A data converting device according to the third aspect of the invention comprises calculating means for calculating a data length of third data that are part of second data, data converting means for converting a first data sequence into a second data sequence by replacing, with the second data, first data having the same data length as the second data, and generating means for generating a third data sequence that is necessary for restoring the first data sequence from the second data sequence generated by the data converting means. The calculating means calculates a different data length every third data. The third data sequence generated by the generating means contains the data lengths calculated by the calculating means and the first data that are replaced by the second data by the data converting means.

A program that is recorded on a first recording medium according to the third aspect of the invention comprises a calculating step of calculating a data length of third data that are part of second data, a data converting step of converting a first data sequence into a second data sequence by replacing, with the second data, first data having the same data length as the second data, and a generating step of generating a third data sequence that is necessary for restoring the first data sequence from the second data sequence generated by the data converting step. The calculating step calculates a different data length every third data. The third data sequence generated by the generating step contains the data lengths calculated by the calculating step and the first data that are replaced by the second data by the data converting step.

A first program according to the third aspect of the invention comprises a calculating step of calculating a data length of third data that are part of second data, a data converting step of converting a first data sequence into a second data sequence by replacing, with the second data, first data having the same data length as the second data, and a generating step of generating a third data sequence that is necessary for restoring the first data sequence from the second data sequence generated by the data converting step. The calculating step calculates a different data length every third data. The third data sequence generated by the generating step contains the data lengths calculated by the calculating step and the first data that are replaced by the second data by the data converting step.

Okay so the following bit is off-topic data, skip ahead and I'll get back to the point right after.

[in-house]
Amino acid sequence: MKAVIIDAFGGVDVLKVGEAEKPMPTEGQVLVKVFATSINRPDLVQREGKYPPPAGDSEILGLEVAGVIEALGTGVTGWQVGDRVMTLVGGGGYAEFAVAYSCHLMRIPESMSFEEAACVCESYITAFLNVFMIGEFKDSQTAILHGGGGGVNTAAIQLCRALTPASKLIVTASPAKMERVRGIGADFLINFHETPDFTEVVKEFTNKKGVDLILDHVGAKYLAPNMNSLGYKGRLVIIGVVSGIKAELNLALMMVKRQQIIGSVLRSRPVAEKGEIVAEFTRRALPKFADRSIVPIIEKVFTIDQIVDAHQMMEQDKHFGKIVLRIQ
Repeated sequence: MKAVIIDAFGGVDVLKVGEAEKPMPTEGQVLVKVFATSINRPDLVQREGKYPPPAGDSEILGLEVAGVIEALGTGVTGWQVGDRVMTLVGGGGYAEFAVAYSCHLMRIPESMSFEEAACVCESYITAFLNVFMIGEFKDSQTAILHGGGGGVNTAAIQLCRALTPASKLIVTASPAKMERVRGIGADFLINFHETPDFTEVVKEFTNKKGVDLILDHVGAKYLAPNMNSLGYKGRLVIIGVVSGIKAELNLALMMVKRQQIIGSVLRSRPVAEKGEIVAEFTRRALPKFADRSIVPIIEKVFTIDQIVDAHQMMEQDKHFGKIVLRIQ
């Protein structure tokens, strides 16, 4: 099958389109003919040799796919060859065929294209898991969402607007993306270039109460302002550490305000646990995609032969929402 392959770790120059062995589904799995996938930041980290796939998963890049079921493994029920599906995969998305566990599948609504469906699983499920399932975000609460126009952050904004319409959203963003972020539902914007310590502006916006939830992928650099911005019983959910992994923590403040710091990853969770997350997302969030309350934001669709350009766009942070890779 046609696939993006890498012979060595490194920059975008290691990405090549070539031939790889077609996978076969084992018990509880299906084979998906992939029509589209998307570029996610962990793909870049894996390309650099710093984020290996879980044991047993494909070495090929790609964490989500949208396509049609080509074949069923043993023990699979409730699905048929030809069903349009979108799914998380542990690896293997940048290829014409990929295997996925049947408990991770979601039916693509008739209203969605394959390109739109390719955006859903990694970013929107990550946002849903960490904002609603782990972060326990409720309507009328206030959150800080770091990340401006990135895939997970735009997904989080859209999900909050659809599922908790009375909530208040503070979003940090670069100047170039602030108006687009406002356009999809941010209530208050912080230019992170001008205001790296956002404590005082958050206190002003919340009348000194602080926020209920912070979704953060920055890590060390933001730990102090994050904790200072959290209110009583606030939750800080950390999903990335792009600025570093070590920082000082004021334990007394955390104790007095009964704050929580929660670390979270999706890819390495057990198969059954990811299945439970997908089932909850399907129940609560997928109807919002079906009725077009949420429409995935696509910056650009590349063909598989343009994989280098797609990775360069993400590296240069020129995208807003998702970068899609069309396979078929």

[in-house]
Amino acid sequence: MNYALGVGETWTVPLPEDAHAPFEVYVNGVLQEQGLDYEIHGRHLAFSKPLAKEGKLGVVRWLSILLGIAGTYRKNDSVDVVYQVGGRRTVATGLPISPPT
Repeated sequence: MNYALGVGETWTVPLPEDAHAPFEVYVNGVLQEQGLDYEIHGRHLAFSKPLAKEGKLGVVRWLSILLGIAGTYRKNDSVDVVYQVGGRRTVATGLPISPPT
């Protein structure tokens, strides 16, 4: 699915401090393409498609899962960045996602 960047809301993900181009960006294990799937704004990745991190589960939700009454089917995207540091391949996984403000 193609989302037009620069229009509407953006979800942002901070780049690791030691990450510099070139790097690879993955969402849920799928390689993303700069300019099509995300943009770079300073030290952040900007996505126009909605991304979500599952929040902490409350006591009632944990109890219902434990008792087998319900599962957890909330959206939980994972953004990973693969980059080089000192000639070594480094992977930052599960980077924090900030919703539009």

A data restoring method according to the third aspect of the invention comprises an acquisition control step of controlling acquisition of a third data sequence containing information necessary for restoring a second data sequence from a first data sequence, and a restoring step of restoring the first data sequence on the basis of the third data sequence the acquisition of which is controlled by the acquisition control step. The third data sequence contains plural pieces of first data necessary for restoring the first data sequence and information indicating data lengths of plural pieces of third data that are parts of the respective pieces of second data. The restoring step restores the first data sequence by replacing the plural pieces of second data contained in the second data sequence with the plural pieces of first data contained in the third data sequence. The plural pieces of third data have different data lengths.

The first data sequence may consist of a plurality of frames, at least two of the frames may contain at least one piece of first data, and the data length of the third data may vary frame by frame.

The first data sequence may be coded data sequence, and the first data may contain variable-length codes.

The third data sequence the acquisition of which is controlled by the acquisition control step may further contain position information indicating a start position of the first data to replace the second data.

The data restoring method may further comprise a recording control step of controlling recording, on a prescribed recording medium, of the first data sequence restored by the restoring step.